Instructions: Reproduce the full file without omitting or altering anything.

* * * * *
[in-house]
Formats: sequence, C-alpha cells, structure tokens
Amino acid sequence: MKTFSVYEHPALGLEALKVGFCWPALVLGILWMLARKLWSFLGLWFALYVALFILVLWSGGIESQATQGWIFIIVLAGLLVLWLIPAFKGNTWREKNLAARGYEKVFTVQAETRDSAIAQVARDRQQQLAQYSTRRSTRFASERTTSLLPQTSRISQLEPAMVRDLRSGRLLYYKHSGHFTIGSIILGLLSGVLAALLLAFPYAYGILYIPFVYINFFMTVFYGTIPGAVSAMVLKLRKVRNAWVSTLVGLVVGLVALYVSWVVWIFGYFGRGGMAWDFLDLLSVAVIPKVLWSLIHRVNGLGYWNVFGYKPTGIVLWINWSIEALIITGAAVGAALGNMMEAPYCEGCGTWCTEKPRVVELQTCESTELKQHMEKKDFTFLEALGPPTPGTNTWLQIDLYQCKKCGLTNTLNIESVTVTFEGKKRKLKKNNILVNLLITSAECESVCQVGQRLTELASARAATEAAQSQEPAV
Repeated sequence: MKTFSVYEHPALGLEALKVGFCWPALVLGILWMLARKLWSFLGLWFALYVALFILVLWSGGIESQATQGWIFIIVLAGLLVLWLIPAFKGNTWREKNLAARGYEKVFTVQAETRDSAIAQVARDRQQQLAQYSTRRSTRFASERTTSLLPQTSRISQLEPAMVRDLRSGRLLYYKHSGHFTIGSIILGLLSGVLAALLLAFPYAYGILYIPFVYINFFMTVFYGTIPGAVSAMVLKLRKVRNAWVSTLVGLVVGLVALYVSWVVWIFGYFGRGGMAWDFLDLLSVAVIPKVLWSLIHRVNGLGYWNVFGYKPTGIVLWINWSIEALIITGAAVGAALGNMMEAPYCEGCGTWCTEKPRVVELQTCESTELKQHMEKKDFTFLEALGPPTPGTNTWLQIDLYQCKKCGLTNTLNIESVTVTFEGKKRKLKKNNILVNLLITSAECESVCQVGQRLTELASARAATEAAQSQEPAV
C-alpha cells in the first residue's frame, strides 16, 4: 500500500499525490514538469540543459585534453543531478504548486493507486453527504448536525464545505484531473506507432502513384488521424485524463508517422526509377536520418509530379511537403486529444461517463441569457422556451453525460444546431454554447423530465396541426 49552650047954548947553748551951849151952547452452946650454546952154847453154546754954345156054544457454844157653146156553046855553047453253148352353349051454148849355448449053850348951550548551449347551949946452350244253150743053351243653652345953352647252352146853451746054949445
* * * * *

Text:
[in-house]
Formats: sequence, C-alpha cells, structure tokens
Amino acid sequence: MKTFSVYEHPALGLEALKVGFCWPALVLGILWMLARKLWSFLGLWFALYVALFILVLWSGGIESQATQGWIFIIVLAGLLVLWLIPAFKGNTWREKNLAARGYEKVFTVQAETRDSAIAQVARDRQQQLAQYSTRRSTRFASERTTSLLPQTSRISQLEPAMVRDLRSGRLLYYKHSGHFTIGSIILGLLSGVLAALLLAFPYAYGILYIPFVYINFFMTVFYGTIPGAVSAMVLKLRKVRNAWVSTLVGLVVGLVALYVSWVVWIFGYFGRGGMAWDFLDLLSVAVIPKVLWSLIHRVNGLGYWNVFGYKPTGIVLWINWSIEALIITGAAVGAALGNMMEAPYCEGCGTWCTEKPRVVELQTCESTELKQHMEKKDFTFLEALGPPTPGTNTWLQIDLYQCKKCGLTNTLNIESVTVTFEGKKRKLKKNNILVNLLITSAECESVCQVGQRLTELASARAATEAAQSQEPAV
Repeated sequence: MKTFSVYEHPALGLEALKVGFCWPALVLGILWMLARKLWSFLGLWFALYVALFILVLWSGGIESQATQGWIFIIVLAGLLVLWLIPAFKGNTWREKNLAARGYEKVFTVQAETRDSAIAQVARDRQQQLAQYSTRRSTRFASERTTSLLPQTSRISQLEPAMVRDLRSGRLLYYKHSGHFTIGSIILGLLSGVLAALLLAFPYAYGILYIPFVYINFFMTVFYGTIPGAVSAMVLKLRKVRNAWVSTLVGLVVGLVALYVSWVVWIFGYFGRGGMAWDFLDLLSVAVIPKVLWSLIHRVNGLGYWNVFGYKPTGIVLWINWSIEALIITGAAVGAALGNMMEAPYCEGCGTWCTEKPRVVELQTCESTELKQHMEKKDFTFLEALGPPTPGTNTWLQIDLYQCKKCGLTNTLNIESVTVTFEGKKRKLKKNNILVNLLITSAECESVCQVGQRLTELASARAATEAAQSQEPAV
C-alpha cells in the first residue's frame, strides 16, 4: 500500500499525490514538469540543459585534453543531478504548486493507486453527504448536525464545505484531473506507432502513384488521424485524463508517422526509377536520418509530379511537403486529444461517463441569457422556451453525460444546431454554447423530465396541426 49552650047954548947553748551951849151952547452452946650454546952154847453154546754954345156054544457454844157653146156553046855553047453253148352353349051454148849355448449053850348951550548551449347551949946452350244253150743053351243653652345953352647252352146853451746054949445